TEXT OF INTERVIEW
Bill Radke: The very day after the Treasury Secretary announced his plan
for a bank rescue and got scalded for it in the stock markets, bank executives have to troupe up to Capitol Hill this morning and defend their part in the financial fallout. Executives of eight banks that participated in the government bailout last fall will tell the House Financial Services Committee what they’ve done with the money, and why they’re not lending more.
Senate Banking Committee member Richard Shelby says the bankers will get a well-deserved grilling:
Richard Shelby: I don’t think they’ll show any remorse, but they should, because a lot of the people dealing in the financial centers of New York, they caused most of the problem, and now they want to benefit from it. We’ve got to watch the taxpayers’ money here.
One thing House members are sure to complain about is the generous bonuses that bank employees have been getting even as their companies lose billions. Some bank executives have countered that they have to compensate their key people richly, or risk losing them.
But is big money really all that motivates employees? We asked some working people in Los Angeles what inspires them to do a great job.
Nelly Velasco: It’s my passion for arts and beauty.
Ernest Curtis: I want to be the best, best shoe-shine man there is.
Dakota Bertrand: And if you care for your customers, then you want to do the best you can for them, to.
That was hair stylist Nelly Velasco, shoe shiner Ernest Curtis and barista Dakota Bertrand.
Los Angeles Times columnist Davis Lazarus, we turn to you. Welcome.
David Lazarus: Thank you.
Radke: So David, we have bank executives saying we need to pay millions and millions of dollars. We’ve got those working people we just met saying, no — I do a good job just because I love it. Who’s telling the truth?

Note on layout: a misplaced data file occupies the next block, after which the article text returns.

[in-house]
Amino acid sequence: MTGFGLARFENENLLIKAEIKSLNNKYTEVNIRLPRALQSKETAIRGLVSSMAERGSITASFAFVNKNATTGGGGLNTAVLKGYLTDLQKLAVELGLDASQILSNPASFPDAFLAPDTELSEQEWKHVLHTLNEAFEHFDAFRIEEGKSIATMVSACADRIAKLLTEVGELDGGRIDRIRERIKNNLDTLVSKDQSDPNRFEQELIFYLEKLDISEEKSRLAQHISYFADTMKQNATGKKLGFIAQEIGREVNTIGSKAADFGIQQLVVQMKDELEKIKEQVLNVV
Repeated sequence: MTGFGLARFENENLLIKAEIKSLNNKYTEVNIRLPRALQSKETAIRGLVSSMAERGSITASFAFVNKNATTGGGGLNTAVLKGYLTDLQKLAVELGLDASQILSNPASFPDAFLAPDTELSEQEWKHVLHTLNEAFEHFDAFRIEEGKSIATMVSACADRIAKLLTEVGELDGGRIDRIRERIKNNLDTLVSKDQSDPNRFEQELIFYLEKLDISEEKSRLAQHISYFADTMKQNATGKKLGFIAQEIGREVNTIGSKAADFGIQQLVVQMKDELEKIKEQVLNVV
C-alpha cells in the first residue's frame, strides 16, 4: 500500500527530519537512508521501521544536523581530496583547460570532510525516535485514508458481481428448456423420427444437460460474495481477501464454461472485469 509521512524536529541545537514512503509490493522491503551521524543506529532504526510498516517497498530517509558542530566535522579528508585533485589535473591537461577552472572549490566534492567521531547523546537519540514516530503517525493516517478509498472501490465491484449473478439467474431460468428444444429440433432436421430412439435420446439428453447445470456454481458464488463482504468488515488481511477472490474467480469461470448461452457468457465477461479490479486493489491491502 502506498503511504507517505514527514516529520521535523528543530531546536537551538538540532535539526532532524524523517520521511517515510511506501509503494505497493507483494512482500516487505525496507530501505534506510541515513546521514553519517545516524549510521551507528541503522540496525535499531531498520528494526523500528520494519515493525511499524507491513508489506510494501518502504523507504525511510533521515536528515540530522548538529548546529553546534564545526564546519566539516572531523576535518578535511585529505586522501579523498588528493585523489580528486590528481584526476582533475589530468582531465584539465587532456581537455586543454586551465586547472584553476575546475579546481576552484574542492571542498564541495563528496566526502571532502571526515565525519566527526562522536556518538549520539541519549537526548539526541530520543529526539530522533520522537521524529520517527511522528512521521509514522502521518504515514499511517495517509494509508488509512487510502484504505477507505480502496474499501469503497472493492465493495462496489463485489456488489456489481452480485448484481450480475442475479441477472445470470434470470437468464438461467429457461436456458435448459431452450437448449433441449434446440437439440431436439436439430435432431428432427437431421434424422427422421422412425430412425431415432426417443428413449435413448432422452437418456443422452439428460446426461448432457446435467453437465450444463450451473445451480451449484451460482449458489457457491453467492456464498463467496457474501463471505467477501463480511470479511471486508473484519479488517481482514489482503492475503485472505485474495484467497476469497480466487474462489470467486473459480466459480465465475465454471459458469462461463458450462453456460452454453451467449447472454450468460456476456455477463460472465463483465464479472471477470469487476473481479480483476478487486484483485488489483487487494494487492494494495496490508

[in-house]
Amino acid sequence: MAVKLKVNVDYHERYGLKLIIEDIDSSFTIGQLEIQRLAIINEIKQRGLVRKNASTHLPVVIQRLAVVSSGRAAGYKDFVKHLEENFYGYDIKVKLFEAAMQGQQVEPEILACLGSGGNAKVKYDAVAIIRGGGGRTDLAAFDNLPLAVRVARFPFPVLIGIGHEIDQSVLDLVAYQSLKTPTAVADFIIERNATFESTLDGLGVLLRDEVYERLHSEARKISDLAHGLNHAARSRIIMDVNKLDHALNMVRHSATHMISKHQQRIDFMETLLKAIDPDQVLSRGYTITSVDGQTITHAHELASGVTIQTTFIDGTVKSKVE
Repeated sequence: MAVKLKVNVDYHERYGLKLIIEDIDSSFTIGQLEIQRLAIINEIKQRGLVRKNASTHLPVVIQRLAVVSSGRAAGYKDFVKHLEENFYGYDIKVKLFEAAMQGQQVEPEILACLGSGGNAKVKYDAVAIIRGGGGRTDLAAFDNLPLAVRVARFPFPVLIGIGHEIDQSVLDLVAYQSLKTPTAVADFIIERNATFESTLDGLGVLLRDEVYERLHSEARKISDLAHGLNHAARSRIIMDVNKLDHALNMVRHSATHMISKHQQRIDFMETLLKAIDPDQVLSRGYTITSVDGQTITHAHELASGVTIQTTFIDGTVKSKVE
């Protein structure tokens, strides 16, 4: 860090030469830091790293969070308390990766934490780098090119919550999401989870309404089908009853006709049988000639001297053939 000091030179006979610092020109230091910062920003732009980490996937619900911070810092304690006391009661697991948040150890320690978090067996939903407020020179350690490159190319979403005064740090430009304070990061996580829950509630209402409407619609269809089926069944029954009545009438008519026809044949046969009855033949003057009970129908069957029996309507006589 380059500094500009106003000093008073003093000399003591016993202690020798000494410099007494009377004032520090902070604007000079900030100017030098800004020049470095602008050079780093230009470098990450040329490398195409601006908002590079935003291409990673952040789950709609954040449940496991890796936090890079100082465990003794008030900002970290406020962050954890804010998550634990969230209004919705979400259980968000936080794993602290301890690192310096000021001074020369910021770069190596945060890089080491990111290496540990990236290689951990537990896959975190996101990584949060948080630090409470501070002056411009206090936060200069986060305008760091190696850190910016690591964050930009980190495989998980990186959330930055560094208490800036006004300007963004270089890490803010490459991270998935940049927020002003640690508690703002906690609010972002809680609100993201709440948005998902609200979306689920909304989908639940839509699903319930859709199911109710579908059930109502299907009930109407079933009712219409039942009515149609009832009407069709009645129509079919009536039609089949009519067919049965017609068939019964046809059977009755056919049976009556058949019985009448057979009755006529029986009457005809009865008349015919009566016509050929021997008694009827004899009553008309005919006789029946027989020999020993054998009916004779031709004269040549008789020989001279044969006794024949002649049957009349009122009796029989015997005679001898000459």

Lazarus: Well it’s a little of both, obviously. And clearly, when you ask working Americans, all right, well would you like a higher salary? Would you like a bonus? Nobody says no to that. What it really comes down to is a question of motivation. And my impression is, is that ordinary working stiffs seem to say, I’m gonna do my job. Yes, of course I want to be paid well for it, but I take pride in what I’m doing. Whereas you look at the Wall Street culture, and it’s not the fault of the workers themselves, but the idea there seems to be that no good effort should go unrewarded — and it should go rewarded as lavishly as possible.
Radke: So how do we get to this point that bank executives are saying the love isn’t enough, we need a lot more than a half million dollars?
Lazarus: Well, if we go back about 20 years or so, you get in the mid-80’s a point where there was so much outrage about CEO pay that efforts were finally made to crack down on it. And so tax penalties were imposed on golden parachutes that went way over the top. How did companies respond? They paid the taxes for their CEOS, thus allowing them to keep doing the big, fat packages. Then in the early 90’s, yet another attempt was made to give transparency by making companies disclose all of the extent of the CEO pay and all the perks. What happened after that? Other CEOs saw how much their rivals made and said, “I want that, too.” And then shortly thereafter, there was yet another attempt to bring these things down by saying that any CEO pay over a million dollars would not be tax deductible unless it was performance-based. So what do companies do? They bring out a little something called the stock option.
Radke: Do you suspect that if bank executives saw their pay shrink, they would do it for the love anyway?
Lazarus: Not at all! Ha! But I do think you would get, first of all a cultural shift, and then I think you would get an attraction of a different style of worker to these jobs. Right now, a certain personality type is going to pursue this. And I don’t want to say it’s all the Gordon Gekkos of the world, but they are going to go this way. If Wall Street was able to say look, here’s the salary up front, and bonuses are going to be much more contingent on doing the work as opposed to something that you can expect to get time after time, you’re gonna get people who come in and do the work in and of itself.
Radke: LA Times business columnist David Lazarus. Thanks a lot.
Lazarus: Thanks for having me.
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